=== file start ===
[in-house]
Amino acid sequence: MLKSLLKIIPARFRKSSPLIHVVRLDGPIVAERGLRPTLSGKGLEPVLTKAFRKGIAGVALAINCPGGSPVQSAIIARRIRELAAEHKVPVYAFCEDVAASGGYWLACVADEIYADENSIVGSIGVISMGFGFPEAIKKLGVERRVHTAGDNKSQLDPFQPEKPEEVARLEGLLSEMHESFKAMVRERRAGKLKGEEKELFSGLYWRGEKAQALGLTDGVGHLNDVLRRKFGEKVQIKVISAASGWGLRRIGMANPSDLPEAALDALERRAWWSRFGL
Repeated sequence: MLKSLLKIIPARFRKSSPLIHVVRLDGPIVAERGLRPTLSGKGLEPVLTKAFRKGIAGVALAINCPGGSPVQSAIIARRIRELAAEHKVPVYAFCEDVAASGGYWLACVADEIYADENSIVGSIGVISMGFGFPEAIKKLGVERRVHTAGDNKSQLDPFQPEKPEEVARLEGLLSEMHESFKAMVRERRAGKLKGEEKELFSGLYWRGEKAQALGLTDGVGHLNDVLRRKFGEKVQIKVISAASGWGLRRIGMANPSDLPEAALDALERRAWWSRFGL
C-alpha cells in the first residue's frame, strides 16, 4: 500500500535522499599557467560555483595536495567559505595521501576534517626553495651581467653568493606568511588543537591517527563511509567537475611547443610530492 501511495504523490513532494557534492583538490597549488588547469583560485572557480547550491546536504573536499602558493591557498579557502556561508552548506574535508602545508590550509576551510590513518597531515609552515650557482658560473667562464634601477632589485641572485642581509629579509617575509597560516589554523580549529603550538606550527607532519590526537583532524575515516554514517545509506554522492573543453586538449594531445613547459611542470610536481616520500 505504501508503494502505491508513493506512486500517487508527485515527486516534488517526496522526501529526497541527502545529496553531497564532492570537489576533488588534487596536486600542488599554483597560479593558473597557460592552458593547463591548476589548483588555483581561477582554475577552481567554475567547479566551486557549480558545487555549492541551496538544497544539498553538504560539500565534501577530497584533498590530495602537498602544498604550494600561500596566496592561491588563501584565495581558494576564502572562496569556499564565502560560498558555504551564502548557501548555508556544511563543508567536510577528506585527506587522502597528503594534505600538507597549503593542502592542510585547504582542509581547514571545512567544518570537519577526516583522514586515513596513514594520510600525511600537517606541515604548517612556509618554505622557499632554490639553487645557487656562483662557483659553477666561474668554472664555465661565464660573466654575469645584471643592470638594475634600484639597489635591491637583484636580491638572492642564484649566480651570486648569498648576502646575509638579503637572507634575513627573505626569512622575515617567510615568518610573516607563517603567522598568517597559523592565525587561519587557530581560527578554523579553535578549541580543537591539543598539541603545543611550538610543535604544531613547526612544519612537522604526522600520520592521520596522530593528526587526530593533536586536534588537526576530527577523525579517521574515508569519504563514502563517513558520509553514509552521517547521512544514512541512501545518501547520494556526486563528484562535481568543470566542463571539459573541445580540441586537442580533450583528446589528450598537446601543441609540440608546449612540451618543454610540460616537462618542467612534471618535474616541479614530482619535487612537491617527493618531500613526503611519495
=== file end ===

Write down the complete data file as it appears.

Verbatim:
[in-house]
Amino acid sequence: MLKSLLKIIPARFRKSSPLIHVVRLDGPIVAERGLRPTLSGKGLEPVLTKAFRKGIAGVALAINCPGGSPVQSAIIARRIRELAAEHKVPVYAFCEDVAASGGYWLACVADEIYADENSIVGSIGVISMGFGFPEAIKKLGVERRVHTAGDNKSQLDPFQPEKPEEVARLEGLLSEMHESFKAMVRERRAGKLKGEEKELFSGLYWRGEKAQALGLTDGVGHLNDVLRRKFGEKVQIKVISAASGWGLRRIGMANPSDLPEAALDALERRAWWSRFGL
Repeated sequence: MLKSLLKIIPARFRKSSPLIHVVRLDGPIVAERGLRPTLSGKGLEPVLTKAFRKGIAGVALAINCPGGSPVQSAIIARRIRELAAEHKVPVYAFCEDVAASGGYWLACVADEIYADENSIVGSIGVISMGFGFPEAIKKLGVERRVHTAGDNKSQLDPFQPEKPEEVARLEGLLSEMHESFKAMVRERRAGKLKGEEKELFSGLYWRGEKAQALGLTDGVGHLNDVLRRKFGEKVQIKVISAASGWGLRRIGMANPSDLPEAALDALERRAWWSRFGL
C-alpha cells in the first residue's frame, strides 16, 4: 500500500535522499599557467560555483595536495567559505595521501576534517626553495651581467653568493606568511588543537591517527563511509567537475611547443610530492 501511495504523490513532494557534492583538490597549488588547469583560485572557480547550491546536504573536499602558493591557498579557502556561508552548506574535508602545508590550509576551510590513518597531515609552515650557482658560473667562464634601477632589485641572485642581509629579509617575509597560516589554523580549529603550538606550527607532519590526537583532524575515516554514517545509506554522492573543453586538449594531445613547459611542470610536481616520500 505504501508503494502505491508513493506512486500517487508527485515527486516534488517526496522526501529526497541527502545529496553531497564532492570537489576533488588534487596536486600542488599554483597560479593558473597557460592552458593547463591548476589548483588555483581561477582554475577552481567554475567547479566551486557549480558545487555549492541551496538544497544539498553538504560539500565534501577530497584533498590530495602537498602544498604550494600561500596566496592561491588563501584565495581558494576564502572562496569556499564565502560560498558555504551564502548557501548555508556544511563543508567536510577528506585527506587522502597528503594534505600538507597549503593542502592542510585547504582542509581547514571545512567544518570537519577526516583522514586515513596513514594520510600525511600537517606541515604548517612556509618554505622557499632554490639553487645557487656562483662557483659553477666561474668554472664555465661565464660573466654575469645584471643592470638594475634600484639597489635591491637583484636580491638572492642564484649566480651570486648569498648576502646575509638579503637572507634575513627573505626569512622575515617567510615568518610573516607563517603567522598568517597559523592565525587561519587557530581560527578554523579553535578549541580543537591539543598539541603545543611550538610543535604544531613547526612544519612537522604526522600520520592521520596522530593528526587526530593533536586536534588537526576530527577523525579517521574515508569519504563514502563517513558520509553514509552521517547521512544514512541512501545518501547520494556526486563528484562535481568543470566542463571539459573541445580540441586537442580533450583528446589528450598537446601543441609540440608546449612540451618543454610540460616537462618542467612534471618535474616541479614530482619535487612537491617527493618531500613526503611519495